The petitioners are asking for a writ of mandamus, or “an order from a court to an inferior government official ordering the government official to properly fulfill their official duties or correct an abuse of discretion,” according to the Wex Law Dictionary.

“The court is going to have to decide whether this is the right process to bring it to the Idaho Supreme Court,” Davis explained.

The writ of mandamus is typically given only when there is no alternative means of seeking review. The Attorney General’s office argued that the petitioners had not yet exhausted their alternative means. In other words, they had not gone to district court, but instead went straight to the Supreme Court.

Deputy Attorney General Brian Kane said “The hazard here is if the court immediately takes up the constitutionality, the court has created a shortcut to its bench.”

“It’s procedurally strange,” admitted Smith. He argued it was necessary, though, adding it “does not present a can of worms.”

The court has a difficult procedural question, as posed by Kane: Does this court want to create a shortcut to its bench?

If justices agree a writ of mandamus creates a “shortcut,” the prudent thing for the court to do is show judicial restraint and allow the district court to address the issue. If they believe it is only “procedurally strange,” it will be interesting to see how the court puts up a roadblock for future cases attempting to use this shortcut.

There is an additional complication to sending it down to district court: The time frame. The legislature will most likely deal with the grocery tax issue itself when it reconvenes in January 2018, and then the court would have no ability to address the Cenarrusa decision. These types of veto challenges don’t come before the court often, and with the window to overturn Cenarrusa closing a little bit more every day, it truly will take a heroic act of judicial restraint to not take a swing at the case if the court does want to overturn the ruling.

Is Cenarrusa correct?

In the 1978 Cenarrusa v Andrus decision, the Idaho Supreme court ruled that the Governor had ten days from the time he or she received the bill to veto a piece of legislation — a ruling that some believe directly contradicts the Idaho state constitution, which says the governor has ten days from the legislature adjourning at the end of the session.

Remember, Gov. Otter didn’t receive the grocery tax repeal bill until two days after the legislature adjourned for the session, and he vetoed it eleven days after sine die. The very question of the challenge rests on when the clock started ticking for his veto.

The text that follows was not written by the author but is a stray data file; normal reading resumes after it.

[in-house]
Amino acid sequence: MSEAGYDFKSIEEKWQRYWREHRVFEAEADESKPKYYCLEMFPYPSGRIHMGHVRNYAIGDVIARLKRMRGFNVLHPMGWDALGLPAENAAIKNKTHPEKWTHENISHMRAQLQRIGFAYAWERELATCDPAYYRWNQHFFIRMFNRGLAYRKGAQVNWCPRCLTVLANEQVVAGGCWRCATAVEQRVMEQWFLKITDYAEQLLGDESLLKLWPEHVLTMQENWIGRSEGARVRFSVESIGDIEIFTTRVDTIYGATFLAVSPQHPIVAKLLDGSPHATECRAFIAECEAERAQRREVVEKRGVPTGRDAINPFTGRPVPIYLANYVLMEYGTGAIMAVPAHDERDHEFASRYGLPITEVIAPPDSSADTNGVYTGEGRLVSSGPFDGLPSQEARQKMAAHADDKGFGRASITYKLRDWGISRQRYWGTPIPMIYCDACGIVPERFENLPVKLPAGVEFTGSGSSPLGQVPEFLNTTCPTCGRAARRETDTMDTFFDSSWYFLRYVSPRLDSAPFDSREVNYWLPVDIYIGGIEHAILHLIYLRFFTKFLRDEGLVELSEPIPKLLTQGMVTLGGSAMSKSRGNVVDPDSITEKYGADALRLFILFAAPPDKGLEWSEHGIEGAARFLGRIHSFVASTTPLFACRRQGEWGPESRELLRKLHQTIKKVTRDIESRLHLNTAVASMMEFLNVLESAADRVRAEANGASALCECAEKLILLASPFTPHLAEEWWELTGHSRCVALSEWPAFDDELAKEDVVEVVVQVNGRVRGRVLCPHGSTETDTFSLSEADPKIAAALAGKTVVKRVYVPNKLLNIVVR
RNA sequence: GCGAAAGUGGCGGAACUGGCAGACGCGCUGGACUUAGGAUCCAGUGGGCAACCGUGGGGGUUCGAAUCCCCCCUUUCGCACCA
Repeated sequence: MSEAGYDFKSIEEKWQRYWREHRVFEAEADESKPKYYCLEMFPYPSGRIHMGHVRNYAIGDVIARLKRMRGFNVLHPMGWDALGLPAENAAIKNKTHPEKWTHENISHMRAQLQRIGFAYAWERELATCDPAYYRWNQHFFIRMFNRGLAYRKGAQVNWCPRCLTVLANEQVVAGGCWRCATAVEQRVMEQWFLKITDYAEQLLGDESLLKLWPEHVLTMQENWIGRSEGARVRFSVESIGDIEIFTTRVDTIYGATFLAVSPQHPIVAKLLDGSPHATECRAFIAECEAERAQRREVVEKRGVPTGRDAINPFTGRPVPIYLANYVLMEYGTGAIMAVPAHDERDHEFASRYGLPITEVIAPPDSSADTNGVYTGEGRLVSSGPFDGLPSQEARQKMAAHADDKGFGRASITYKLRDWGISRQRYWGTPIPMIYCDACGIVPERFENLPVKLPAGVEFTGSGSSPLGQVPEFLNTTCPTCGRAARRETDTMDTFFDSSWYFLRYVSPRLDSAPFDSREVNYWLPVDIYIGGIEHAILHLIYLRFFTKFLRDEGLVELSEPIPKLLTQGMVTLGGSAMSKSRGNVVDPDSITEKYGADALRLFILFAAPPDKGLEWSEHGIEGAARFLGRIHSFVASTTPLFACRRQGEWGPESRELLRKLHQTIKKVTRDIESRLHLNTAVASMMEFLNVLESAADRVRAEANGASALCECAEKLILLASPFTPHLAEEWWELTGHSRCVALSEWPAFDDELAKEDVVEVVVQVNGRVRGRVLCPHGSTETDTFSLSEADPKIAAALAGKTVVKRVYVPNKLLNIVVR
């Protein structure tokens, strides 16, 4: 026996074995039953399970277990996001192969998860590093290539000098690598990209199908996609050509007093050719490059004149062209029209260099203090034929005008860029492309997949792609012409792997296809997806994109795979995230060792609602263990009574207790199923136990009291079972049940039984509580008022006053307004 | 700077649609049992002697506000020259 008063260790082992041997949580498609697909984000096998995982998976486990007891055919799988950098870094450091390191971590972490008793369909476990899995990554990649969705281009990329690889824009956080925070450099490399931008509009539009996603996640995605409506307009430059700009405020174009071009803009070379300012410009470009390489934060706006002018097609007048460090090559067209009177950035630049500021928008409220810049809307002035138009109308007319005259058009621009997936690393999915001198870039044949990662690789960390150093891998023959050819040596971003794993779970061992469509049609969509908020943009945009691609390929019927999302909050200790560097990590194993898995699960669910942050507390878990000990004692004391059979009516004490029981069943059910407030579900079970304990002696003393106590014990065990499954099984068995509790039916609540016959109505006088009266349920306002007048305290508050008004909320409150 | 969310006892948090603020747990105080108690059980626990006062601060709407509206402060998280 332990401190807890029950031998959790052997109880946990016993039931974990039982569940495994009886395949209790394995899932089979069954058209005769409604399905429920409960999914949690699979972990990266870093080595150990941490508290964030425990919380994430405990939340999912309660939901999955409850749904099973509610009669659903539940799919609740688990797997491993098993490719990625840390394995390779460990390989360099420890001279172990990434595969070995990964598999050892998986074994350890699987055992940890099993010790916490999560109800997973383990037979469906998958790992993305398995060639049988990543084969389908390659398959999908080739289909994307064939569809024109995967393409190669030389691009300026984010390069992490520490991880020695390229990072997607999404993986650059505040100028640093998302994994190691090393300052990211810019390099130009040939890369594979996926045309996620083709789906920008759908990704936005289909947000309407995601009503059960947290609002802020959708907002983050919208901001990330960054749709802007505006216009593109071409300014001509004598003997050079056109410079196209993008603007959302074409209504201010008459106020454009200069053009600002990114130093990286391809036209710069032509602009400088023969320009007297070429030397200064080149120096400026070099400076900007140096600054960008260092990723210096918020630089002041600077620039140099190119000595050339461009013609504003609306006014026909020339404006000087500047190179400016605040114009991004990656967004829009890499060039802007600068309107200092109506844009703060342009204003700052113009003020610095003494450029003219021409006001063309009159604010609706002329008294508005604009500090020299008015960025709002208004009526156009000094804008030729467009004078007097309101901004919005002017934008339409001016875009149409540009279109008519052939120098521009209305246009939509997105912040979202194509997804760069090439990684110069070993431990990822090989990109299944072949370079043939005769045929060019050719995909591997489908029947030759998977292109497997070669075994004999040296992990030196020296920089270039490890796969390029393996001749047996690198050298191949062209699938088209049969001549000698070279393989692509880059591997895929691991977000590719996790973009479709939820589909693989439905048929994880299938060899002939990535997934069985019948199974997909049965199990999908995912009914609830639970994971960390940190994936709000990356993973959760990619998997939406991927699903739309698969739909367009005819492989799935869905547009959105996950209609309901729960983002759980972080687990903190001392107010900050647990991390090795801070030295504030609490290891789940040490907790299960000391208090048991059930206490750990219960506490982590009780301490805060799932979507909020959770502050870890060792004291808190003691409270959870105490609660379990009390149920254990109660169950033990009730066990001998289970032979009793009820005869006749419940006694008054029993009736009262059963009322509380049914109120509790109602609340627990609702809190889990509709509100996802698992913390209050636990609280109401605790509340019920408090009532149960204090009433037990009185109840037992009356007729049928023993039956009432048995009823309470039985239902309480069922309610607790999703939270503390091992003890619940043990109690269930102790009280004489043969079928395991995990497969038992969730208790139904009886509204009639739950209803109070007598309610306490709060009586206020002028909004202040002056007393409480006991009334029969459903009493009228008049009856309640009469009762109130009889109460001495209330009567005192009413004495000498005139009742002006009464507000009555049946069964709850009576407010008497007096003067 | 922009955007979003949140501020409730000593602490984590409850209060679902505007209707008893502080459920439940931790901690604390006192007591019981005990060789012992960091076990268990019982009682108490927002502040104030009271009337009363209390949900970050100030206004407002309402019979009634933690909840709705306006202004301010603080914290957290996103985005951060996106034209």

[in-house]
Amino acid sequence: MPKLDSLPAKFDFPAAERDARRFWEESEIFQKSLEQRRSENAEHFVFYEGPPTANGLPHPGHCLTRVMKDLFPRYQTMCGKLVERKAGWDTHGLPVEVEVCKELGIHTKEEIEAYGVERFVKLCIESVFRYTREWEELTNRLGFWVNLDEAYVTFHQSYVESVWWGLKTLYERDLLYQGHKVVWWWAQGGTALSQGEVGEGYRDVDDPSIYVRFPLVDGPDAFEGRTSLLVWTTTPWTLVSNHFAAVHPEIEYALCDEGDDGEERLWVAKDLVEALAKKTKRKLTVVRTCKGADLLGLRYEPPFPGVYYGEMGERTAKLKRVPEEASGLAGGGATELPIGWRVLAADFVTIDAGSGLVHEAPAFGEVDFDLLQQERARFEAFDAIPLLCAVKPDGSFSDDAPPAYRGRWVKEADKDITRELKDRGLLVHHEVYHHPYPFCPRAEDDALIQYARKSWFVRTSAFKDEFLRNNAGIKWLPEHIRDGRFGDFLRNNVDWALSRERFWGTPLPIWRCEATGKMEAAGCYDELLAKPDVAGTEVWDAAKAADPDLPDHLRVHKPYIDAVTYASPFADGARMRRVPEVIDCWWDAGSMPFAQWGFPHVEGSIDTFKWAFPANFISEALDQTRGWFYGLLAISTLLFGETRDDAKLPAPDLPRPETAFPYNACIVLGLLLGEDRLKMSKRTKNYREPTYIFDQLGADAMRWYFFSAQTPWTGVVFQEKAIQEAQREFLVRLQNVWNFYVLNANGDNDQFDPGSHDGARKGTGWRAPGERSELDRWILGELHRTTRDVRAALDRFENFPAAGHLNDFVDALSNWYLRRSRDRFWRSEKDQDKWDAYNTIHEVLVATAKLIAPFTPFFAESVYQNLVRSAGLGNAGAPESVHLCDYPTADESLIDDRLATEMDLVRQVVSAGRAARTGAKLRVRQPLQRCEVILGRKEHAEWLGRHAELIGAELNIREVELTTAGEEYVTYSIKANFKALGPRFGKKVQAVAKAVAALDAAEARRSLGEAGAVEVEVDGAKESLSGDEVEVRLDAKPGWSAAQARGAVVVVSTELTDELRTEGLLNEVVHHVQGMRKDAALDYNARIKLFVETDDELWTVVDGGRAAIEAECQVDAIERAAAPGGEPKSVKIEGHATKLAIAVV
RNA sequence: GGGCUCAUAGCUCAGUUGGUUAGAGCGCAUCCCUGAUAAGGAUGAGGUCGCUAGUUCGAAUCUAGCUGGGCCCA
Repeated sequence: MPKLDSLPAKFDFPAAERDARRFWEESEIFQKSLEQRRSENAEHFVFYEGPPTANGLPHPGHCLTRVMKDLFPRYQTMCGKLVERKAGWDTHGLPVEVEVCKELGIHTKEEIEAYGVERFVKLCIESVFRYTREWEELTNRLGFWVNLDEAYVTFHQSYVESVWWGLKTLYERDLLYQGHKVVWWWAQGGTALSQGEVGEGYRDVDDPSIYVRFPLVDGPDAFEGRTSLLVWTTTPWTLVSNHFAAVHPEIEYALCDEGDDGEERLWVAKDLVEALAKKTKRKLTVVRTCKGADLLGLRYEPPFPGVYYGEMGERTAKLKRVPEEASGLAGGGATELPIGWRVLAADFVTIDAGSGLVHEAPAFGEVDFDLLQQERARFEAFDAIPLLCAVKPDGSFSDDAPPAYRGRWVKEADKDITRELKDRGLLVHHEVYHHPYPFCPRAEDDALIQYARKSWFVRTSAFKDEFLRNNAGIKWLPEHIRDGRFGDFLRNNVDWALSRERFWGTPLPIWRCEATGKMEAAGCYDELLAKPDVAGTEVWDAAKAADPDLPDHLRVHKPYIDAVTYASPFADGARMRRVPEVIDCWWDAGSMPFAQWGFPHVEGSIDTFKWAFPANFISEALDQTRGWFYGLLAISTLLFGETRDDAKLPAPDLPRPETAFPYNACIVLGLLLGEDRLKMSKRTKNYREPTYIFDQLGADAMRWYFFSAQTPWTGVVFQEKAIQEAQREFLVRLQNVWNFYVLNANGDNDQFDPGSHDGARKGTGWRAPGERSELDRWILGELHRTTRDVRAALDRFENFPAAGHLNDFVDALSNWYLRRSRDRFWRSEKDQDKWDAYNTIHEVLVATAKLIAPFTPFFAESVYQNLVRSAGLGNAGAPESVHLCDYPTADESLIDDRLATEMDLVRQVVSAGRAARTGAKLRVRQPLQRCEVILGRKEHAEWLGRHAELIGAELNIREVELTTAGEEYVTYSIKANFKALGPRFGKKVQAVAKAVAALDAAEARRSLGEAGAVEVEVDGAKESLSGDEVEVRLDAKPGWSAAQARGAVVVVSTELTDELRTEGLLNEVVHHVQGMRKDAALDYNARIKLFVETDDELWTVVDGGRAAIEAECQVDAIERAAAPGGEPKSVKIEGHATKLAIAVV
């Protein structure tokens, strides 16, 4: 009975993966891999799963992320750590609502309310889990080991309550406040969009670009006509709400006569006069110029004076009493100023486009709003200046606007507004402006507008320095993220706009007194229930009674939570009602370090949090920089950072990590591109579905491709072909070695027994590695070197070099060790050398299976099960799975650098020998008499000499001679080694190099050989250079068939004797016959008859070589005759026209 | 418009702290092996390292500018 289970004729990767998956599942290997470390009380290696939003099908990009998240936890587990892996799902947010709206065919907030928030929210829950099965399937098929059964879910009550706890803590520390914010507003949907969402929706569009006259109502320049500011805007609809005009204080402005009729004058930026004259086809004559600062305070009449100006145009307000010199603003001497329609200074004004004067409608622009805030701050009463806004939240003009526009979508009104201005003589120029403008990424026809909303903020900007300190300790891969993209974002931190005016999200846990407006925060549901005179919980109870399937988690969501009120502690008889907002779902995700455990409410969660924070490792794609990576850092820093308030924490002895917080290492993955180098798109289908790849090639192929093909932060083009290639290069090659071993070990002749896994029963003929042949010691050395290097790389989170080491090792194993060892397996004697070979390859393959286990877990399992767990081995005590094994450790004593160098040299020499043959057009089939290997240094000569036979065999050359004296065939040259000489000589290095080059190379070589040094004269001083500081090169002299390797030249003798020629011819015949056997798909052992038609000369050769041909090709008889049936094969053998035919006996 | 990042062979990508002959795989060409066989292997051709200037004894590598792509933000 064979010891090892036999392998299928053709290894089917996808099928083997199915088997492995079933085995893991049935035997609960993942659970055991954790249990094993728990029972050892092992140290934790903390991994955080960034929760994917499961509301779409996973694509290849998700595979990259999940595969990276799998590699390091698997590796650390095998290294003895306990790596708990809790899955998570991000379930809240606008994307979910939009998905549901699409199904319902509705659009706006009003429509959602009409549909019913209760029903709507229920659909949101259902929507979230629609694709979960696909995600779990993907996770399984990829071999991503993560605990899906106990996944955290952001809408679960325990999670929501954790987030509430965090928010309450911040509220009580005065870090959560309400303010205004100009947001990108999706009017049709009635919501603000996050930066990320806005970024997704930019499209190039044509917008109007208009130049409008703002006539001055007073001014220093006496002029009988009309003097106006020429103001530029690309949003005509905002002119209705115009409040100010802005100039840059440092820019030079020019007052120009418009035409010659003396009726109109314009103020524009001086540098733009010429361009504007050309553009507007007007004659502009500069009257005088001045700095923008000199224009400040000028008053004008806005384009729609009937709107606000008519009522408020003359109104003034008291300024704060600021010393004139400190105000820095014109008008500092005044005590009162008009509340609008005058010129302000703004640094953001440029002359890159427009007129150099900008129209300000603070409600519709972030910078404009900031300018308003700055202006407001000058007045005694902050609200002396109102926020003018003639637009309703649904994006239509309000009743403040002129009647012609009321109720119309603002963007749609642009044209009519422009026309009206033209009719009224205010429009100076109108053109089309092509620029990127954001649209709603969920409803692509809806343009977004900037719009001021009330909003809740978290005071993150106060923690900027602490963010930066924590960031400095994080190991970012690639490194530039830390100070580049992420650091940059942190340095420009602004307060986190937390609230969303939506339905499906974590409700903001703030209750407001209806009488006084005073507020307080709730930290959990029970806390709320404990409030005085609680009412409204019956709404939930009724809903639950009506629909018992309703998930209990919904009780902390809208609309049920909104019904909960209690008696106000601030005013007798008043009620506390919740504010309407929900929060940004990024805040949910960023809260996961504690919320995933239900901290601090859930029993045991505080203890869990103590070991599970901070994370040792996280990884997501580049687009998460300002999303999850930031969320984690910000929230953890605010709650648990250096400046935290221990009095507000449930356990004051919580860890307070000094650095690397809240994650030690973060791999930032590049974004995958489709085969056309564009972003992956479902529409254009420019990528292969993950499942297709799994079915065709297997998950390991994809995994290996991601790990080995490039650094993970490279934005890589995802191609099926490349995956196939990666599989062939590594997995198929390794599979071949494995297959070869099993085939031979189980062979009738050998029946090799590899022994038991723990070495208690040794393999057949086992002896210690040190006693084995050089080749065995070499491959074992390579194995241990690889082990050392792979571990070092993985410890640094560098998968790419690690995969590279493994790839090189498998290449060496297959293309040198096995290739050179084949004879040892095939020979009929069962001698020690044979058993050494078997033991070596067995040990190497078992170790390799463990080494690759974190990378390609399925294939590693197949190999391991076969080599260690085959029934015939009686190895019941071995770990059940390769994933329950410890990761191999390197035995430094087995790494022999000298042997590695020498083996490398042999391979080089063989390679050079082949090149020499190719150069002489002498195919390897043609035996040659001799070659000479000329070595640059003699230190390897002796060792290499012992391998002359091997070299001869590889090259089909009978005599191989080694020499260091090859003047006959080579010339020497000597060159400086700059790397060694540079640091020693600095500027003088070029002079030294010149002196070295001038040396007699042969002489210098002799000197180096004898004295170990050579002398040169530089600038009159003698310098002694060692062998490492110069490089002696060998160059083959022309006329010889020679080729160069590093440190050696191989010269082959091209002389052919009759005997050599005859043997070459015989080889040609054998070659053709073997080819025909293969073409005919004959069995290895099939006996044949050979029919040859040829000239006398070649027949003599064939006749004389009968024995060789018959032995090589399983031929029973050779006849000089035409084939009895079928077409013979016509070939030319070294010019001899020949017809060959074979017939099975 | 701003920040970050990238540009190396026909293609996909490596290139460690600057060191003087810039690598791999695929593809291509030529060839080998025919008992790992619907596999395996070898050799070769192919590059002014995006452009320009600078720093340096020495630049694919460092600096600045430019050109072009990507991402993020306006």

“I have felt for some years that the holding of the Cenarrusa decision was ripe for reconsideration,” Davis said.

The 1978 court interpreted the intent of the constitution, rather than the plain language of the text, as Smith pointed out. “Where is the ambiguity in the phrase?” Justice Horton asked in oral arguments. “Within ten days” would not seem to jive with an 11th or 12th day veto, but separated by six commas you find the phrase “presented to him.” The legal term “stare decisis” in Latin means “to stand by things decided.”

“It is the duty of this court to apply stare decisis,” said Justice Roger Burdick during oral arguments. The court has decided on this question in Cenarrusa. They decided the phrase meant ten days from presentment.

But Smith didn’t see it as an interpretation. “What the court did in Cenarrusa was amend the constitution,” not interpret it, he said. This essentially pits the constitution against stare decisis. We all know the importance of the constitution, but stare decisis has a more complicated impact.

In oral arguments, attorneys and justices also discussed the 3-2 vote in the Cenarrusa decision. It being such a close vote, should the attorney general and the governor’s lawyers have advised Otter that he should meet the 10 day requirement just in case? Stare decisis would tell us no, as many important decisions were decided on close votes: Miranda v. Arizona, District of Columbia v. Heller, Bush v. Gore, Citizens United V. FEC, United States v. Windsor, and Obergefell v. Hodges, just to name a few of the U.S. Supreme Court biggies. Stare decisis tells us we shouldn’t constantly reconsider whether or not you have Miranda rights or gun rights, or if President George W. Bush should have been president every other year. Doing so would create judicial and social chaos.